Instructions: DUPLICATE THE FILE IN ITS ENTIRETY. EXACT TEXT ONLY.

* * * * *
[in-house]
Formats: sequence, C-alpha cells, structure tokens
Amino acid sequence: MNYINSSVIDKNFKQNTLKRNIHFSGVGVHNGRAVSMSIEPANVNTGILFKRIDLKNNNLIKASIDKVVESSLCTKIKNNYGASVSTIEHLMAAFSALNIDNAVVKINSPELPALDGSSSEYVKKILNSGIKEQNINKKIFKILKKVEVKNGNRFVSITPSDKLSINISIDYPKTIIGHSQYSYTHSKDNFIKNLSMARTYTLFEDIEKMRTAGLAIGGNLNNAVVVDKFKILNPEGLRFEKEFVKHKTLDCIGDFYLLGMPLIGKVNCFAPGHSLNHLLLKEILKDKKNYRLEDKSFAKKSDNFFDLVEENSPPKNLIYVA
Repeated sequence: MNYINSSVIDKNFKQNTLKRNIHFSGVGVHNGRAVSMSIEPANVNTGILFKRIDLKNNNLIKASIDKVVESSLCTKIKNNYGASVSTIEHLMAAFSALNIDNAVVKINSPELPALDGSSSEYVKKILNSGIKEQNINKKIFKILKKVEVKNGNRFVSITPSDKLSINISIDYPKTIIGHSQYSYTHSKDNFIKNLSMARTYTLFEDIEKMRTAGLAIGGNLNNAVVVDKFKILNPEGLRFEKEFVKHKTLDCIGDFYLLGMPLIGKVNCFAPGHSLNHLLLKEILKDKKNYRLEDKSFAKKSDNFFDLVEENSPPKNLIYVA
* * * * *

[in-house]
Formats: sequence, C-alpha cells, structure tokens
Amino acid sequence: MNYINSSVIDKNFKQNTLKRNIHFSGVGVHNGRAVSMSIEPANVNTGILFKRIDLKNNNLIKASIDKVVESSLCTKIKNNYGASVSTIEHLMAAFSALNIDNAVVKINSPELPALDGSSSEYVKKILNSGIKEQNINKKIFKILKKVEVKNGNRFVSITPSDKLSINISIDYPKTIIGHSQYSYTHSKDNFIKNLSMARTYTLFEDIEKMRTAGLAIGGNLNNAVVVDKFKILNPEGLRFEKEFVKHKTLDCIGDFYLLGMPLIGKVNCFAPGHSLNHLLLKEILKDKKNYRLEDKSFAKKSDNFFDLVEENSPPKNLIYVA
Repeated sequence: MNYINSSVIDKNFKQNTLKRNIHFSGVGVHNGRAVSMSIEPANVNTGILFKRIDLKNNNLIKASIDKVVESSLCTKIKNNYGASVSTIEHLMAAFSALNIDNAVVKINSPELPALDGSSSEYVKKILNSGIKEQNINKKIFKILKKVEVKNGNRFVSITPSDKLSINISIDYPKTIIGHSQYSYTHSKDNFIKNLSMARTYTLFEDIEKMRTAGLAIGGNLNNAVVVDKFKILNPEGLRFEKEFVKHKTLDCIGDFYLLGMPLIGKVNCFAPGHSLNHLLLKEILKDKKNYRLEDKSFAKKSDNFFDLVEENSPPKNLIYVA